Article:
Miami Beach

South Beach streetcar project cut in half because of cost

This rendering shows what Alstom’s streetcar would look like.
This rendering shows what Alstom’s streetcar would look like. Greater Miami Tramlink Partners

A $360 million plan to build a light-rail loop in South Beach has been cut down because of high costs and pushback from the community.

Miami Beach’s administration has also missed a 60-day self-imposed deadline to hash out an “interim agreement” — a pre-contract agreement that is supposed to outline a process and timeline for the real contract negotiations. Nearly twice as many days have passed since the city commission chose a bidder in July, but the city manager doesn’t expect to have an agreement until November or December.

City Manager Jimmy Morales told commissioners last week that he recommended reducing the project’s scope because of issues with funding, costs and logistics. Beach officials are reducing the construction cost to about $244 million by scaling back a full loop around the heart of South Beach to a track that would run along Fifth Street and up Washington Avenue to Miami Beach Senior High School.

Hopefully it helps reduce the temperature a little bit in the community.

City Manager Jimmy Morales

A second piece of the loop, which may or may not be done in the future, would include tracks along Dade Boulevard and Alton Road, heading south until it meets Fifth Street.

Morales also alluded to public opposition to the loop, particularly from business owners on Alton Road who recently suffered from more than a year of disruptive construction for drainage improvements.

“Hopefully it helps reduce the temperature a little bit in the community,” he said.


Another question that still needs to be resolved: the funding plan for construction. City Hall hopes it will get help from the state and county to cover construction costs.

“The funding plan for the project is still in development and will determine who pays for what up front and then what is paid annually,” Morales said.

Under the new approach, the city would take on $7 million in annual operating and maintenance costs once the train is running. That estimate is down from about $11 million for the full loop.

The light rail track, also called a “modern streetcar,” is supposed to be one third of a future rail connection across Biscayne Bay to downtown Miami — commonly known as Bay Link. The Beach decided late last year to move ahead of Miami and Miami-Dade County to build the island city’s portion of it first, which will likely limit Miami Beach’s ability to get federal funding for its part of the project.

The Beach held a solicitation based solely on qualifications and not price or schedule, which are typically evaluated as part of a longer process that creates more competition and involves writing more detailed technical requirements upfront.

Now, after ranking proposers based on their train technologies, the city remains in preliminary talks with the top-ranked consortium of companies called Greater Miami Tramlink Partners. French rail company Alstom would provide the trains if that team moves forward.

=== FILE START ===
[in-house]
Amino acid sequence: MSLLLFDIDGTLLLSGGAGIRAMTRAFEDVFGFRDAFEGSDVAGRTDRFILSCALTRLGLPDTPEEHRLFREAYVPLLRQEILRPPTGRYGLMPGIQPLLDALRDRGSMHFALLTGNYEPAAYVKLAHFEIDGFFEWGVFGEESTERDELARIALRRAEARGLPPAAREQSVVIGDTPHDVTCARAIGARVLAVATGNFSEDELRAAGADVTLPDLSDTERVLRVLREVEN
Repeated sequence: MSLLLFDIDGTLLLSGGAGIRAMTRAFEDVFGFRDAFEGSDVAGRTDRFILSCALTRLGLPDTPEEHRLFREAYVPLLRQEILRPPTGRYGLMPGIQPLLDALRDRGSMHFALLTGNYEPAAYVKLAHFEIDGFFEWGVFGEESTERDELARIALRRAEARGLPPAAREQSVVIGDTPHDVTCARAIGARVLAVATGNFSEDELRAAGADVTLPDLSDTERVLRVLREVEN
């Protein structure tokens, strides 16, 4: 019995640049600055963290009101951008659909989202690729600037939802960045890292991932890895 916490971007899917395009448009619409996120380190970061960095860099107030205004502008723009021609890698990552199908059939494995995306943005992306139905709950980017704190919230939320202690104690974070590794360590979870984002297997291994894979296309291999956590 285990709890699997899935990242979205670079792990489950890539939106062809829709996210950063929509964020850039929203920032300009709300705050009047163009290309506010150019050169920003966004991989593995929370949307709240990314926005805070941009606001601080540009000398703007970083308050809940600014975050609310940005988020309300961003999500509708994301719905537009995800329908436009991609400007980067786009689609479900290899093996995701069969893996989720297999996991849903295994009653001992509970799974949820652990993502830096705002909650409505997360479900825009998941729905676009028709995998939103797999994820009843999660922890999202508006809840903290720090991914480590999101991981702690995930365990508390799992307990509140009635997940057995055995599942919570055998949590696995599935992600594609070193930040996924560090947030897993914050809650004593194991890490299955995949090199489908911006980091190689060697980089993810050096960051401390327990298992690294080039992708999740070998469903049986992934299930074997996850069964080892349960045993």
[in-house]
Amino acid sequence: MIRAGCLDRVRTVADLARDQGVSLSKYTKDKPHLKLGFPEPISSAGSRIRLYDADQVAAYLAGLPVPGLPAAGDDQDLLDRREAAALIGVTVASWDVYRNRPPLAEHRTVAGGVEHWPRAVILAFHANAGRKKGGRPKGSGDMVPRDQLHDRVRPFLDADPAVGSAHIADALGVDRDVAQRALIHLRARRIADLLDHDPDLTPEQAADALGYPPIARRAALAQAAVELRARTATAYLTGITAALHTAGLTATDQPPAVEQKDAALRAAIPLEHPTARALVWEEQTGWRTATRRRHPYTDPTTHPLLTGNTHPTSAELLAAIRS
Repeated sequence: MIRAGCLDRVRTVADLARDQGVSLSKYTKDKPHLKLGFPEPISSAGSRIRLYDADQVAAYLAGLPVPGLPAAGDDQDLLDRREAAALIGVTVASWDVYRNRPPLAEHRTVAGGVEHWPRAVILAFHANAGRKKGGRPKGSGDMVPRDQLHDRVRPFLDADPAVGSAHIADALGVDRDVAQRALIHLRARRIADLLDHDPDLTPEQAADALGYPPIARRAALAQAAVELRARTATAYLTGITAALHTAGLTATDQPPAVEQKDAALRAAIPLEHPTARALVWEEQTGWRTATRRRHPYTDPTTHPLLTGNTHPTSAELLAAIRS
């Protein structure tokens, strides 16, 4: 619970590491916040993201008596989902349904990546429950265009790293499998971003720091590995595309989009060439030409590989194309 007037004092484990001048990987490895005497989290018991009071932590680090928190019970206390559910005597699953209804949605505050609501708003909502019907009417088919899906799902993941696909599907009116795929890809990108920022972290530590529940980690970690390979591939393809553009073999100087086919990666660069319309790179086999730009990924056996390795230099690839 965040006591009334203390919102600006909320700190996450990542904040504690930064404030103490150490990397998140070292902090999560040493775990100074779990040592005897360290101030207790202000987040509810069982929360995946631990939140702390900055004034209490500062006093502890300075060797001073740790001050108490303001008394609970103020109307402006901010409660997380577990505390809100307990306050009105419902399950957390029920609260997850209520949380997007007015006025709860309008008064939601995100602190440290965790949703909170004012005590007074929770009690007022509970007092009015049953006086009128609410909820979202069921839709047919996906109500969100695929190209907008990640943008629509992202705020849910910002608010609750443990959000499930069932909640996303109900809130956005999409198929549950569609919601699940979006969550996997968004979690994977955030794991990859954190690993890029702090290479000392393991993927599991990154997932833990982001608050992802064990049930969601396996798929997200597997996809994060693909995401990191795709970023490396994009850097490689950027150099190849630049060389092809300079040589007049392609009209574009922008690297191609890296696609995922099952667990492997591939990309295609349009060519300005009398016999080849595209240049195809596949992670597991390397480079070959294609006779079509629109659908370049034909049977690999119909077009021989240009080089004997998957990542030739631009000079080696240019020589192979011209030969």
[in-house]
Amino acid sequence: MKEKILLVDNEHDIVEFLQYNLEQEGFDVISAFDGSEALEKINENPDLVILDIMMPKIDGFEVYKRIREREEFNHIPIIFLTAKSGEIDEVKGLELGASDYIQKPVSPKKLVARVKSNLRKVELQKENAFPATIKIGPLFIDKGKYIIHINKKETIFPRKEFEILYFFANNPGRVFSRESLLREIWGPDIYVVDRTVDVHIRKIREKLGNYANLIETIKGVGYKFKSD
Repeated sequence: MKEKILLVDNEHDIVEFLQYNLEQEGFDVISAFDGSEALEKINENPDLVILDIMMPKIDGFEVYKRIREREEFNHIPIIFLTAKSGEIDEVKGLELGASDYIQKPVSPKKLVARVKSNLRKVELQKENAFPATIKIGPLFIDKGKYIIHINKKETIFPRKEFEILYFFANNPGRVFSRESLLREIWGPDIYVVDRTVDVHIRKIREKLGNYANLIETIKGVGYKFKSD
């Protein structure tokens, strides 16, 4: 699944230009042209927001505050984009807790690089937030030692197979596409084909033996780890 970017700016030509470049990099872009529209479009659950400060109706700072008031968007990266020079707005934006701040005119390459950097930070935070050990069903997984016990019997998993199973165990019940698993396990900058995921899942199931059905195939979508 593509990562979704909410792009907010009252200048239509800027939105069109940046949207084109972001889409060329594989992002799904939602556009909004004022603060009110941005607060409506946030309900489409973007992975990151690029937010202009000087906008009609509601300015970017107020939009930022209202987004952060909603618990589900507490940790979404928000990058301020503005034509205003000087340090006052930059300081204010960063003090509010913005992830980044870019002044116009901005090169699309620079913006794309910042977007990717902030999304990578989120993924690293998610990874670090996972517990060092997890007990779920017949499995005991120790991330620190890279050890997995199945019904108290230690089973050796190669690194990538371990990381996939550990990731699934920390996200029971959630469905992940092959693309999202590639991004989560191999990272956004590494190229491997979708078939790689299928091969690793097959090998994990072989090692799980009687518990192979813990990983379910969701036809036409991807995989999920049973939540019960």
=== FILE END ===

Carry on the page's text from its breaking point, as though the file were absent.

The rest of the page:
$244,811,443 estimated cost for construction of light rail train running along Fifth Street and up Washington Avenue to Miami Beach High School.

The city’s request for bidders states that the administration will negotiate an interim agreement within 60 days. The city intended to have that agreement by September, but commissioners told Morales they could wait until October.

At any point, the city could move to the second-ranked bidder — Connect Miami Beach, who sent a letter to commissioners after the initial 60 days had run, asking to be considered — but because the city can’t negotiate with more than one bidder at a time, it first would have to end talks with the top-ranked team.

When asked about the unresolved issues in the negotiations, Morales responded in a statement: “We are still in discussions regarding scheduling issues and technical deliverables.”

“It is expected that the interim agreement will be brought to the commission for consideration in November or December,” his statement said. “The City will continue negotiations with the top ranked proposer as long as progress continues to be made. The manager has the authority to proceed to the second ranked proposer should negotiations with the top ranked proposer be unsuccessful.”

I think that people don’t even realize that we are only moving forward with half the train.

Commissioner Kristen Rosen Gonzalez

Last week, Morales briefly described the changes during a city commission meeting. No discussion was held after Mayor Philip Levine, an advocate of the current solicitation process, made it clear he wanted to keep things brief.

“Let’s not try to do a whole deep conversation and debate,” he said, as he opened the item. “Let’s move.”

The mayor moved to accept Morales’ recommendation by consensus, over objections by Commissioner Kristen Rosen Gonzalez, an opponent of the train.

“There should be more transparency,” Rosen Gonzalez said Thursday. “There should have been a better explanation to the public at the meeting. I think that people don’t even realize that we are only moving forward with half the train.”

Joey Flechas: 305-376-3602, @joeflech